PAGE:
Feeding Body and Brain

Here I am, eating my lunch, at my desk, reading the news online (I know I should get outside but I will, later) and I come across a feature from the Guardian called, ‘Reclaim you lunch hour’. What’s it about? Seeing 45 minute theatre productions at London’s Bridewell Theatre in your lunch hour. Obviously, something will be lost in the shortening of the plays but what a backdrop to your sandwich munching. Click on the link above to watch a short video about the idea behind Lunchbox Theatre and the current production of Two Gentlemen of Verona. It’s certainly food for thought about how we spend our lunch hour.

A Day for Celebration or Trepidation?

Today is the day William Shakespeare, the greatest poet in the English language, was born in 1564 (although he was baptised on 26th April) and it is also the day he died in 1606. Today is also marks the anniversary of the deaths of Henry Vaughan (1695), William Wordsworth (1850), Rupert Brooke (1915). There is much to be remembered today but perhaps, it’s a day to be feared by poets, as regular contibutor to The Reader magazine, Ian McMillan, writes in today’s Guardian. On top of all this, it is, of course, also St. George’s Day!

Casi Dylan, Read to Lead Training Manager selects her favourite Shakespearean sonnet to share with you.

This sonnet is one of my all-time favourite poems. What appeals to me above all is its frankness – which sometimes borders on cheekiness – its down to earth sense of a woman I can imagine as a real person, as someone who has lived and loved. There is something comforting not only in the poet’s acceptance of imperfections in a lover, but also in his love’s ability to render those imperfections ‘rare’ and true, as opposed to ‘false’ comparisons too often associated with love poetry.

My Mistress’s Eyes Are Nothing Like The Sun (Sonnet 130)

My mistress’s eyes are nothing like the sun;
Coral is far more red than her lip’s red;
If snow be white, why then her breasts are dun,
If hair be wires, black wires grow on her head.
I have seen roses damasked, red and white,
But no such roses see I in her cheeks;
In some perfumes there is more delight
Than the breath with which my mistress reeks.
I love to hear her speak, yet well I know,
Music hath a far more pleasing sound;
I grant I never saw a goddess go;
My mistress, when she walks, treads on the ground.
And yet, by heaven, I think my love as rare
As any she belied with false compare.

William Shakespeare

Why Reading Matters

If you missed Why Reading Matters on BBC Four on Monday, you’re not too late to catch it: the programme is available to watch on BBC iplayer for the next five days.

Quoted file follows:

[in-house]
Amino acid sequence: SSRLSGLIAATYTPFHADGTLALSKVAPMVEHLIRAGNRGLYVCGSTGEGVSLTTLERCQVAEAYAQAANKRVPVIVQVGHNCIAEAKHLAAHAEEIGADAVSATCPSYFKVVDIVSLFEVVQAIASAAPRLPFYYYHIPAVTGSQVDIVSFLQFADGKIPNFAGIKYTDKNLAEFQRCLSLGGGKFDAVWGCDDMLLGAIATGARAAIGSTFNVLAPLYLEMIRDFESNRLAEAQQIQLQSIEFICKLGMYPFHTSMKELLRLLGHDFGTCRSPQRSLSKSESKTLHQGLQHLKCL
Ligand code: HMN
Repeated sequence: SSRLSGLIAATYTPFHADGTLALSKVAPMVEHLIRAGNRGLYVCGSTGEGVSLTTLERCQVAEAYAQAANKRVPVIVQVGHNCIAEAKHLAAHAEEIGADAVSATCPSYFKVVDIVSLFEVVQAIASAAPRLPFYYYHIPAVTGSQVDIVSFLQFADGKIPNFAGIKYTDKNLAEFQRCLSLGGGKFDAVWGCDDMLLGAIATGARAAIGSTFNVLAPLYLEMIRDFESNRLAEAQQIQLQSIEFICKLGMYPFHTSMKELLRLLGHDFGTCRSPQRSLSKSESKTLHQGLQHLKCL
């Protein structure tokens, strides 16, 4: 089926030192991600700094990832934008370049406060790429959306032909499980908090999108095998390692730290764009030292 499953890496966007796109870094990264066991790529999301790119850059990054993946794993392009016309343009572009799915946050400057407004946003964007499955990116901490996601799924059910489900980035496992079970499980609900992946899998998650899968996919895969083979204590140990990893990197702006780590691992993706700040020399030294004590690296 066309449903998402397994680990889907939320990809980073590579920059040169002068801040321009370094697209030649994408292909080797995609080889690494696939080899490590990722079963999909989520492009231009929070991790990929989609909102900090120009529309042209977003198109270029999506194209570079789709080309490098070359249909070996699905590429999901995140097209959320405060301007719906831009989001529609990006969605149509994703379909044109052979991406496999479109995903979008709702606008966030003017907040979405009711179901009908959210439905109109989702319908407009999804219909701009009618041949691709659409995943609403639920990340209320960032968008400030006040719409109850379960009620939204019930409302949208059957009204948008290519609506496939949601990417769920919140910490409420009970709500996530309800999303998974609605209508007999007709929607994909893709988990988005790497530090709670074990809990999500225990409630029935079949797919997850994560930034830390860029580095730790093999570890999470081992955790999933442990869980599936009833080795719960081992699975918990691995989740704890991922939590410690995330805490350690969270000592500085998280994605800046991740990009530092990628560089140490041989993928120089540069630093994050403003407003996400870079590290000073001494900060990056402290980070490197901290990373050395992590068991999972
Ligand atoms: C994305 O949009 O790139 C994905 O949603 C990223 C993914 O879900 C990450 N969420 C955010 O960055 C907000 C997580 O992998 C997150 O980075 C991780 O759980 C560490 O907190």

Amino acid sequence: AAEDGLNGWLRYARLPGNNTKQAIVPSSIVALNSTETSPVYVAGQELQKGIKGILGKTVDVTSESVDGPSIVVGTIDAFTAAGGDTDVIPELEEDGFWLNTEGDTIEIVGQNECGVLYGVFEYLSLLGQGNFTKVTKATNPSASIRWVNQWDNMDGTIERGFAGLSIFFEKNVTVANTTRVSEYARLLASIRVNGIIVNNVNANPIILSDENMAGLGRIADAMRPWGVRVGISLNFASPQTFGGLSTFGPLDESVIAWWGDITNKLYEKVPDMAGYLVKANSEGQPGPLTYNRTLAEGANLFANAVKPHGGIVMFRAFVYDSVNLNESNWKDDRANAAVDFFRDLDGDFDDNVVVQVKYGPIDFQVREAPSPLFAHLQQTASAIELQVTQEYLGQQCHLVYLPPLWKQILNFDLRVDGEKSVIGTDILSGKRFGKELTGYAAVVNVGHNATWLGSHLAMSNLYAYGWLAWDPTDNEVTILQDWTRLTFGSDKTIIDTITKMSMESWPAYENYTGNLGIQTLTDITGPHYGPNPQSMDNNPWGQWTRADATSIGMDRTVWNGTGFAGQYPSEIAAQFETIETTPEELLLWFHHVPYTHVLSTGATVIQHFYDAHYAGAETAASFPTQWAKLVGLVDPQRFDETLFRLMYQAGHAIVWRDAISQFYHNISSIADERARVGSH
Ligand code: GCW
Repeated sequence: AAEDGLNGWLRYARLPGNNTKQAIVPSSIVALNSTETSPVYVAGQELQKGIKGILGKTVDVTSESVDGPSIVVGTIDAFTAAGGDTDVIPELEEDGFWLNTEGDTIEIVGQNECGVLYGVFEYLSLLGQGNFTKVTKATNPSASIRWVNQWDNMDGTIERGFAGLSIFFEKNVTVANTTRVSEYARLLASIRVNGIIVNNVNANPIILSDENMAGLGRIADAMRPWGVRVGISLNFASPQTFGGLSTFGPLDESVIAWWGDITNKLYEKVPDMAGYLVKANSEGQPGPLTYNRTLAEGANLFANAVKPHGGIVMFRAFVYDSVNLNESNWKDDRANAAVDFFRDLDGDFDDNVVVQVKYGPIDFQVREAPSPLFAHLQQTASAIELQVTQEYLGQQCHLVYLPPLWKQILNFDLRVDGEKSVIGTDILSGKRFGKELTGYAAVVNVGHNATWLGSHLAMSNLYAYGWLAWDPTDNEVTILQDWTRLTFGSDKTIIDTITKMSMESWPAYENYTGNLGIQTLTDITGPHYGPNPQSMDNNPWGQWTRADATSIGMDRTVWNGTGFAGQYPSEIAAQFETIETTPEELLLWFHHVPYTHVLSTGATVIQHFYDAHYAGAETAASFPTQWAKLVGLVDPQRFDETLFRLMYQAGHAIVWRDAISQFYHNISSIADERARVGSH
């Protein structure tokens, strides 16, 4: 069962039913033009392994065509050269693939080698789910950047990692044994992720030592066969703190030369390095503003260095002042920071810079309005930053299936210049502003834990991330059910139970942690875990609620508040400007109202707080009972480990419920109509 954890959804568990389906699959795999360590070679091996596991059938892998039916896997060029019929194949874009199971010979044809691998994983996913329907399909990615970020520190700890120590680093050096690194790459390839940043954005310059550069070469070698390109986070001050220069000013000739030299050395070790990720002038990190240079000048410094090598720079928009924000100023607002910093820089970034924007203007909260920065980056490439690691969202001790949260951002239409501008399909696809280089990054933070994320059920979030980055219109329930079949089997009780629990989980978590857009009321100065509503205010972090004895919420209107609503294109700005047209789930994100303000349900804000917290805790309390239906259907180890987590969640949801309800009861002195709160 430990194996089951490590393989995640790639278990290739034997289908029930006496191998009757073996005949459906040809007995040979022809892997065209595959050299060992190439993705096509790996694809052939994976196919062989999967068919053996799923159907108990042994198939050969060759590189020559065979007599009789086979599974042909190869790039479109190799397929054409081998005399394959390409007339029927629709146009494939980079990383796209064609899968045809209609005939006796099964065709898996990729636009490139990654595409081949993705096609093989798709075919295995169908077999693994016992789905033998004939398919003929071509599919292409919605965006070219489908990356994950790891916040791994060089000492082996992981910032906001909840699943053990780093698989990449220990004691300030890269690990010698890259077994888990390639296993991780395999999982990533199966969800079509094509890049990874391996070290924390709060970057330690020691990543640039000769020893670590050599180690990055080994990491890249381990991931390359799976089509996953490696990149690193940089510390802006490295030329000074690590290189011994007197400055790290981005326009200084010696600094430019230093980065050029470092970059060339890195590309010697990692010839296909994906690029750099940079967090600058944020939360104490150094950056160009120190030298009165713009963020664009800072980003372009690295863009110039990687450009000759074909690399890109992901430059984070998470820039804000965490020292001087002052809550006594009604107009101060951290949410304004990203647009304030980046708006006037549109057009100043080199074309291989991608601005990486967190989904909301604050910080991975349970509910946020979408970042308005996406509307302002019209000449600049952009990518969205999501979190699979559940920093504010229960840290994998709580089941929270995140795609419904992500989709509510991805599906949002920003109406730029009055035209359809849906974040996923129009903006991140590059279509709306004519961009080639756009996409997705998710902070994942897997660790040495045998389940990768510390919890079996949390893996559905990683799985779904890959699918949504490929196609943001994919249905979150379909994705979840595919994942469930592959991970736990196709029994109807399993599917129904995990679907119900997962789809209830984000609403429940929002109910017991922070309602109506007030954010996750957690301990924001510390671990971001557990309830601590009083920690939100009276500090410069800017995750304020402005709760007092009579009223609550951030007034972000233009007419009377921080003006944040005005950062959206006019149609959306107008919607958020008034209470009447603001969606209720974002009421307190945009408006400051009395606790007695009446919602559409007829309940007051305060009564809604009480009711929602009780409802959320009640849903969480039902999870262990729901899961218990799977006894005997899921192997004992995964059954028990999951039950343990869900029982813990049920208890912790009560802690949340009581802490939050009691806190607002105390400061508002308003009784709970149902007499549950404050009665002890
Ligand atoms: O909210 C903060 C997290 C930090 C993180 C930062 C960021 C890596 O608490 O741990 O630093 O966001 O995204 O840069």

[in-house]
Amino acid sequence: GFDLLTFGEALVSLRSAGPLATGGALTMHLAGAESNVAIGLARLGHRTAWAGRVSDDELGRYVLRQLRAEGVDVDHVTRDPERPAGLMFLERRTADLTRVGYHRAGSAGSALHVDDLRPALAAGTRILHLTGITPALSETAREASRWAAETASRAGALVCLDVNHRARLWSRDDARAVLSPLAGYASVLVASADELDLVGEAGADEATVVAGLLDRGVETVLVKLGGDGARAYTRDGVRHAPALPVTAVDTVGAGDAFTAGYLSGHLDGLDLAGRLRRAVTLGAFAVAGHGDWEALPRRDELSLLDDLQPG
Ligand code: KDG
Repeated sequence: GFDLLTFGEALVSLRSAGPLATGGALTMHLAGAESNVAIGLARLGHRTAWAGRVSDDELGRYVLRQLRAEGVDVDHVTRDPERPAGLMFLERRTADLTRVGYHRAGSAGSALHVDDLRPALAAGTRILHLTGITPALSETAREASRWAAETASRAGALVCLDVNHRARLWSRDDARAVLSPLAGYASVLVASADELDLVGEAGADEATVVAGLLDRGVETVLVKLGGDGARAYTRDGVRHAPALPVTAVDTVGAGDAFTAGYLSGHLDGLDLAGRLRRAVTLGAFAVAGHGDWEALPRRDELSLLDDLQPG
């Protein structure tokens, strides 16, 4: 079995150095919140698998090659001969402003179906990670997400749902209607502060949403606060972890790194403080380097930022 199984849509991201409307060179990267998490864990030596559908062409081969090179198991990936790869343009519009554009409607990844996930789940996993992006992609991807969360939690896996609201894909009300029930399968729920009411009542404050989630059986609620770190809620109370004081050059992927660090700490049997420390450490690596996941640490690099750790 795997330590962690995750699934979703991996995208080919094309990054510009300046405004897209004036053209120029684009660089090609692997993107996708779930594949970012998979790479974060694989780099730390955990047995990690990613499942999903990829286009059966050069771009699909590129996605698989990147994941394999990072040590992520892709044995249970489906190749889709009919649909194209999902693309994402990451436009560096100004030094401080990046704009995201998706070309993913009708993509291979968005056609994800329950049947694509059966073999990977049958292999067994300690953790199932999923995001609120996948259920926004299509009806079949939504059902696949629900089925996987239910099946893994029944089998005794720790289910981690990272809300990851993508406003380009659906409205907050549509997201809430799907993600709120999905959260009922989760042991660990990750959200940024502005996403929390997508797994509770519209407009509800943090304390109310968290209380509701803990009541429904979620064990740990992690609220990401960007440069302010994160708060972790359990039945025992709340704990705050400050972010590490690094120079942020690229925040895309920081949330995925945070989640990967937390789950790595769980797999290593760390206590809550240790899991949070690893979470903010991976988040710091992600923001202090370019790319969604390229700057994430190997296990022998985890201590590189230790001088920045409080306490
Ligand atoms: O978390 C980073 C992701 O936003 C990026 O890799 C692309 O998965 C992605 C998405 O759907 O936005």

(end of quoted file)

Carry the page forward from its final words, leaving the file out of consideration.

The documentary, about the incredible power that reading unlocks in the brain,  features Philip Davis, editor of The Reader magazine, investigating the ‘Shakespeared Brain’ – how the shapes of Shakespeare’s lines and sentences effect our minds – and The Reader Organisation’s pioneering outreach project Get Into Reading.

Event: Physiological Responses to Shakespeare

We have varying physiological responses to Shakespeare, depending on whether we are reading or listening to works of the Bard, using and engaging different parts of the brain in each of these activities. Join Professor Philip Davis of the University of Liverpool and editor of The Reader magazine in a talk about the unique ways in which our minds respond to Shakespeare.

Friday 21 November, 1.00 – 2.00pm, Liverpool Everyman. Cost: £1.50 when booked with a theatre ticket for King Lear (starring Pete Postlethwaite). Contact the Everyman (0151 709 4776) to book a ticket.

Wirral’s Shakespearean Stars

Since 2002, Jane Davis, Director of The Reader Organisation, has had many Get Into Reading group members say, “Wouldn’t it be great if we could put on a play?”, a suggestion that, although attractive, was easily resistible. “Just think”, said Jane, “the work! The organisation! The cost!”. However, in 2006 she paid a visit to New York’s Central Park, attending attended the fabled free ‘Shakespeare in the Park’; she was inspired. With Liverpool ‘08 on the horizon and this year also being the National Year of Reading, Jane conceived the idea of bringing Shakespeare to Birkenhead Park. A couple of years later and thanks to many hard-working people, Wirral Community Shakespeare – organised by The Reader Organisation and Aspire Trust – performed five open-air performances of The Winter’s Tale.

The show was an astounding success, thrilling audiences and instilling enormous pride in everyone involved in the project. “Remarkable…a fantastic ensemble piece and great team effort of which all involved should be justifiably proud,” Liverpool Daily Post. Directed by Brookside‘s Neil Caple and starring twenty-eight members of the local community, with Coronation Street‘s Pauline Fleming as Paulina, the cast and crew staged an unforgettable show.

It is estimated that more than 1500 people saw the performances in the “fabulous setting” of Birkenhead Park. Free tickets and huge involvement by the local community – in the cast and crew – plus some big names, meant that The Reader Organisation’s aim to make Shakespeare more accessible to people in the wider community has been realised. Councillor Phil Davies, who attended the performance on Friday evening, said,